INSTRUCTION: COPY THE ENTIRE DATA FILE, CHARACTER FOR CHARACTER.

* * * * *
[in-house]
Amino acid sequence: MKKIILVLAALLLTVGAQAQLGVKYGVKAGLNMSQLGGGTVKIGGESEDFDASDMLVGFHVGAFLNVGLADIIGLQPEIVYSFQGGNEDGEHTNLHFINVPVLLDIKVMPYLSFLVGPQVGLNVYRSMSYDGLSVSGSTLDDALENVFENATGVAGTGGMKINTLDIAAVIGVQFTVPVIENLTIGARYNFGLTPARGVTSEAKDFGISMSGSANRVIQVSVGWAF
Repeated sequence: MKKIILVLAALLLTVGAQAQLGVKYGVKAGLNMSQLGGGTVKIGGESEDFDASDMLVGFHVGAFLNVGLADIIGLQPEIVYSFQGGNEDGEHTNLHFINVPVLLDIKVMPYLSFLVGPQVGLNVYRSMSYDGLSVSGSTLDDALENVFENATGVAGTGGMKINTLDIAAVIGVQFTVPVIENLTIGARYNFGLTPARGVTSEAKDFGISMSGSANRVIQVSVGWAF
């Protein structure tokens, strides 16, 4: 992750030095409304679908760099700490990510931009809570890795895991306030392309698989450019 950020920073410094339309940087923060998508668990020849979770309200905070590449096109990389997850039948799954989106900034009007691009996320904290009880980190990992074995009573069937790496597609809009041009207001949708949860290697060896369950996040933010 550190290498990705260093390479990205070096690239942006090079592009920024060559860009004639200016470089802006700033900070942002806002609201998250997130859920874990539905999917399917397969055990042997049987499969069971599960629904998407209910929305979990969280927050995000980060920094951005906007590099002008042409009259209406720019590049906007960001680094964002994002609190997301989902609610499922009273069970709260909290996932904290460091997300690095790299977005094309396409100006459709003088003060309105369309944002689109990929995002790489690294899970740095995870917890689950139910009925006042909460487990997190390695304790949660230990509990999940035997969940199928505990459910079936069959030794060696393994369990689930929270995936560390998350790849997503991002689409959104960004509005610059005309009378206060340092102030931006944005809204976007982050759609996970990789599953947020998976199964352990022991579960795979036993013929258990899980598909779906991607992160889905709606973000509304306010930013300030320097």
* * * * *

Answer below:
[in-house]
Amino acid sequence: MKKIILVLAALLLTVGAQAQLGVKYGVKAGLNMSQLGGGTVKIGGESEDFDASDMLVGFHVGAFLNVGLADIIGLQPEIVYSFQGGNEDGEHTNLHFINVPVLLDIKVMPYLSFLVGPQVGLNVYRSMSYDGLSVSGSTLDDALENVFENATGVAGTGGMKINTLDIAAVIGVQFTVPVIENLTIGARYNFGLTPARGVTSEAKDFGISMSGSANRVIQVSVGWAF
Repeated sequence: MKKIILVLAALLLTVGAQAQLGVKYGVKAGLNMSQLGGGTVKIGGESEDFDASDMLVGFHVGAFLNVGLADIIGLQPEIVYSFQGGNEDGEHTNLHFINVPVLLDIKVMPYLSFLVGPQVGLNVYRSMSYDGLSVSGSTLDDALENVFENATGVAGTGGMKINTLDIAAVIGVQFTVPVIENLTIGARYNFGLTPARGVTSEAKDFGISMSGSANRVIQVSVGWAF
């Protein structure tokens, strides 16, 4: 992750030095409304679908760099700490990510931009809570890795895991306030392309698989450019 950020920073410094339309940087923060998508668990020849979770309200905070590449096109990389997850039948799954989106900034009007691009996320904290009880980190990992074995009573069937790496597609809009041009207001949708949860290697060896369950996040933010 550190290498990705260093390479990205070096690239942006090079592009920024060559860009004639200016470089802006700033900070942002806002609201998250997130859920874990539905999917399917397969055990042997049987499969069971599960629904998407209910929305979990969280927050995000980060920094951005906007590099002008042409009259209406720019590049906007960001680094964002994002609190997301989902609610499922009273069970709260909290996932904290460091997300690095790299977005094309396409100006459709003088003060309105369309944002689109990929995002790489690294899970740095995870917890689950139910009925006042909460487990997190390695304790949660230990509990999940035997969940199928505990459910079936069959030794060696393994369990689930929270995936560390998350790849997503991002689409959104960004509005610059005309009378206060340092102030931006944005809204976007982050759609996970990789599953947020998976199964352990022991579960795979036993013929258990899980598909779906991607992160889905709606973000509304306010930013300030320097």